Travel Photography - Page 3

Santorini / Part 1


The first travel magazine I remember reading was when I was around 15 years old. Long before I’d dreamed of being a photographer, the cover caught my eye and the photos inside were seared into my memory for life. They were of Santorini; purple-tinged images of quaint, white cave houses and tiny alleyways perched on a cliffside. I thought, “I must go here one day.

A decade later, I started traveling to Europe, but by then, other locations had jumped in the queue of “Places to go” and Santorini was knocked back several spots. The funny thing about life is that experience sort of changes everything. By the time I finally made it to Greece, I’d already been to one of the most beautiful places on earth the year before… so it had to compete with Positano and the Amalfi coast, which is next to impossible in my book! Is this to say Santorini isn’t charming and lovely? Not at all. It is absolutely photogenic… in places.

We rented a cave house in the village of Oia and after touring the entire island, I can’t imagine staying anywhere else. Oia is the depiction of Santorini that everyone knows and loves. Sadly, it’s not the most accurate representation of the rest of the island. Every afternoon and evening, the appeal wore off as cruise ships let loose countless groups of obnoxious tourists with cameras, numbered signs and selfie-sticks. Hundreds of people flooded and congregated the quaint alleyways vying for the best photos until the sun went down. It made me embarrassed to be seen with a camera.

I still managed to find my repose. Thanks to jet lag and sick children, I was awake more than asleep. While everyone else slept, I was up early, coffee in hand, climbing to the terrace above to watch the sun rise over the sea and slowly illuminate the houses on the hillside. After coffee, I ran and climbed the myriad of dodgy steps and trails that laced along the cliff through the old pedestrian houses. The only other living things I came in contact with were stray dogs and cats, as most tourists stayed on the main paths above. I found peace in these winding passageways throughout the day and they will forever be my favorite part of Santorini. Although the rest of the island wasn’t quite what I expected, I was able to experience that magazine cover in person — in the wee hours of the morn, lavender-lit and tranquil, just as I’d imagined it would be.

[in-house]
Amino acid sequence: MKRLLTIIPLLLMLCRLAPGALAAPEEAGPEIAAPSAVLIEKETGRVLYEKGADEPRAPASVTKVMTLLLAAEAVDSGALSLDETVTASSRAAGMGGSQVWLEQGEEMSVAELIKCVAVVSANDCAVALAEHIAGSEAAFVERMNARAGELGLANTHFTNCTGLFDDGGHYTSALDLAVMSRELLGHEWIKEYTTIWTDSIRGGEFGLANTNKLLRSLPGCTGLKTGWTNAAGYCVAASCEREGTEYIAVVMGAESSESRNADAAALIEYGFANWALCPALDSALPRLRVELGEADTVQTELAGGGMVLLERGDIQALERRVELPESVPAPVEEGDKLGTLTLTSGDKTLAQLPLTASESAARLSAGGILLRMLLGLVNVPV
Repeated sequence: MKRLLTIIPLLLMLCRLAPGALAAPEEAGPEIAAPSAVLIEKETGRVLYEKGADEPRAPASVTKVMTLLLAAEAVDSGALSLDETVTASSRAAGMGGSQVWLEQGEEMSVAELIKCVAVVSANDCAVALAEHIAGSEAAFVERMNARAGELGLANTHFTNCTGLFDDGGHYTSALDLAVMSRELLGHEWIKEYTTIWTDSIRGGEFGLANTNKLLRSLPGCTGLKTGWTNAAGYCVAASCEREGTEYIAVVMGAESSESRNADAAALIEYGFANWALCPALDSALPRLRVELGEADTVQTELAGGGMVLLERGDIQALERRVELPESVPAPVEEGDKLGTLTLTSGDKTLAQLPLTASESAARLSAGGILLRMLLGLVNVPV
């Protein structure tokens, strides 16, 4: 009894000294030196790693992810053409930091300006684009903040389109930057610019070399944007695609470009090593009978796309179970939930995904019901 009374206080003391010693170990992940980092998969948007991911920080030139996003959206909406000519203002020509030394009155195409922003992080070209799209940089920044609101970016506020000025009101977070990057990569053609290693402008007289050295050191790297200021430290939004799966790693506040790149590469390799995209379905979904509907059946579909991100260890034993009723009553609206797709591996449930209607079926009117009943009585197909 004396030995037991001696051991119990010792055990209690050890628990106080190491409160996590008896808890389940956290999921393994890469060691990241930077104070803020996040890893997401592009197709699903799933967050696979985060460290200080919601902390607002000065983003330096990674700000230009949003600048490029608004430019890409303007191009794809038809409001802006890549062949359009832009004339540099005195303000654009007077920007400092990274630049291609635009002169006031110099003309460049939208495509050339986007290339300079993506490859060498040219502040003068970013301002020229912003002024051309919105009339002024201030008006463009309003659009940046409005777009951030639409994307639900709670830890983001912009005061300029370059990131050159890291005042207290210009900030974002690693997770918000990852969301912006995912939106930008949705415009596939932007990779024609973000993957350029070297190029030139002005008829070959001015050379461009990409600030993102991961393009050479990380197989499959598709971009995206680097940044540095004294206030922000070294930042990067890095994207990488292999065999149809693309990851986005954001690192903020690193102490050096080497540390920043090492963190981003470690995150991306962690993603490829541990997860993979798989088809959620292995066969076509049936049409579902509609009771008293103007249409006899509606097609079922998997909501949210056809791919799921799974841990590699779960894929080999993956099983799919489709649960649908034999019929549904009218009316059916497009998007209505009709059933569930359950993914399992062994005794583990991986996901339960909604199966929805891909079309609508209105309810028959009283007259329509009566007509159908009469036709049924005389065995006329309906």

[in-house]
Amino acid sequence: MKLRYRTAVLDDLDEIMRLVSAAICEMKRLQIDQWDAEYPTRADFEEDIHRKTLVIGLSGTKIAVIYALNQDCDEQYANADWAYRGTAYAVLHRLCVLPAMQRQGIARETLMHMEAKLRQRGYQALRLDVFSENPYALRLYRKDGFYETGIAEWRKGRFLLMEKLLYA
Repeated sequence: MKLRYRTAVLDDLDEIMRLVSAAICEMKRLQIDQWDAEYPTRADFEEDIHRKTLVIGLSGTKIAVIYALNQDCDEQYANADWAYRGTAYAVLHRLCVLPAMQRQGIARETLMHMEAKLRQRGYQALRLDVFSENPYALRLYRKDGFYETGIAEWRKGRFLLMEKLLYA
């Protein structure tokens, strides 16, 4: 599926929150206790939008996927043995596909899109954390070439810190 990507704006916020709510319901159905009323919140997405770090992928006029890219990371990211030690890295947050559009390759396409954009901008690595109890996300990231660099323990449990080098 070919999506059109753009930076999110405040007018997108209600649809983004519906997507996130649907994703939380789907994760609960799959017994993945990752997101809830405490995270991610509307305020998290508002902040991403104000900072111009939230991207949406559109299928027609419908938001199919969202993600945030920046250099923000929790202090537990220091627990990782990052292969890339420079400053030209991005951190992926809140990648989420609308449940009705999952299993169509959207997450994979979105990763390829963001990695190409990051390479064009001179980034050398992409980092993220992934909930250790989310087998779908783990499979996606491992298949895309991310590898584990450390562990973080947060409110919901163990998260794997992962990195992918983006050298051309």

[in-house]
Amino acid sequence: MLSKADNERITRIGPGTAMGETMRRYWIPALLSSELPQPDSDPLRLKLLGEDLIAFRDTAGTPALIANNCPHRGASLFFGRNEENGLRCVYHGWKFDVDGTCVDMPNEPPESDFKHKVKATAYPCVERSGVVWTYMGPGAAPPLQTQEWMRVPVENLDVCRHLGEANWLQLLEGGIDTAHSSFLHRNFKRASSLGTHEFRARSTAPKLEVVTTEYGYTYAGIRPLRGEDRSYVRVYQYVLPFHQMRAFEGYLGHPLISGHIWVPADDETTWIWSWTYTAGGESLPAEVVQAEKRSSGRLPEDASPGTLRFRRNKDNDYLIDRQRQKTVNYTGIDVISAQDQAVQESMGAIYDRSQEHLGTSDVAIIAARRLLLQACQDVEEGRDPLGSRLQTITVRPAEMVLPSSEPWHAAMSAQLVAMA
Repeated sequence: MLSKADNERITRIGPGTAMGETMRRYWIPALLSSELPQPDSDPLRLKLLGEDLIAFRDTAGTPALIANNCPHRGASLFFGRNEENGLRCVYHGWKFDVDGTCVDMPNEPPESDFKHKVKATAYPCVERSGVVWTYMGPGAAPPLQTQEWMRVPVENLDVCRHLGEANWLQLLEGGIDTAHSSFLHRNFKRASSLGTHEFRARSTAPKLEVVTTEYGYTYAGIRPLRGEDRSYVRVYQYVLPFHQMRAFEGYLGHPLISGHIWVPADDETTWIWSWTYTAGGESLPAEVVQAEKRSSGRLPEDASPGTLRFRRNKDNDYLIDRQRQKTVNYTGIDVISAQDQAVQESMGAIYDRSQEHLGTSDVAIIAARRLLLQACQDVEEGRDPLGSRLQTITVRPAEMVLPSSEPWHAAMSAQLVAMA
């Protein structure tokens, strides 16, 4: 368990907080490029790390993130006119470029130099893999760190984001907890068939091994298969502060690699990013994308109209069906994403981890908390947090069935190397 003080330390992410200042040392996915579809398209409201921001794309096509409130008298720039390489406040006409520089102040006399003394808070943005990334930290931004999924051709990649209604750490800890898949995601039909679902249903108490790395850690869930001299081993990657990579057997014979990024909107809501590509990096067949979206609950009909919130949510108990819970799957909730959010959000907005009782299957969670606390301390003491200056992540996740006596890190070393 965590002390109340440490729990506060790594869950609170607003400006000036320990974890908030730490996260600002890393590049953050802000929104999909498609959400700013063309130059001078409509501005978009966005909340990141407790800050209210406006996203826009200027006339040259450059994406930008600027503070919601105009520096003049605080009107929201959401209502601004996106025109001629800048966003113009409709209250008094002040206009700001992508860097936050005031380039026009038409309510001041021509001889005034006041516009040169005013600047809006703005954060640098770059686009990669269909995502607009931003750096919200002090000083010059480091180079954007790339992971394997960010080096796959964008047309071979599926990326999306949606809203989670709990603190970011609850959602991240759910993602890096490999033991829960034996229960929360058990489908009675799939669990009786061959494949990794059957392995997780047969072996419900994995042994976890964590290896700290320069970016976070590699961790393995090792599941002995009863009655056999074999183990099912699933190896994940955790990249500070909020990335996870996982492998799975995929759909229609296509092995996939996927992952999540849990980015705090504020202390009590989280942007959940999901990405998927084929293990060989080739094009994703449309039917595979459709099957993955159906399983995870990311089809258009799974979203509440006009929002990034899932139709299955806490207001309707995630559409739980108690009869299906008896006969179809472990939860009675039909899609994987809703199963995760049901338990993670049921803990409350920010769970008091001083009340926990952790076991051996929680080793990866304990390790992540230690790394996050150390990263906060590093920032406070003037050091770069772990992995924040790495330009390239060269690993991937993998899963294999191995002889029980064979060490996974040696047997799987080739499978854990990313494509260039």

Old San Juan, Puerto Rico


At the tail end of our trip to Puerto Rico, we spent one night in Old San Juan. Although it’s known for being a touristy cruise ship port, San Juan’s charming mix of influences (Spanish, Cuban, Italian, and Caribbean) and colonial history easily make up for its short comings. I found it to be a lovely, little town with some of the most colorful buildings, quaint architectural details and perfect cobblestones I’ve ever seen. In a short amount of time, we managed to visit the El Morro fort, the Santa Maria Magdalena de Pazzis Cementerio, eat a delicious brunch, snack on a classic Mallorca (the must-try pastry), and peek in a few shops along the way. I could’ve easily spent another day wandering the quaint streets, popping into galleries, bakeries and cafes. I suppose we’ll just have to go back!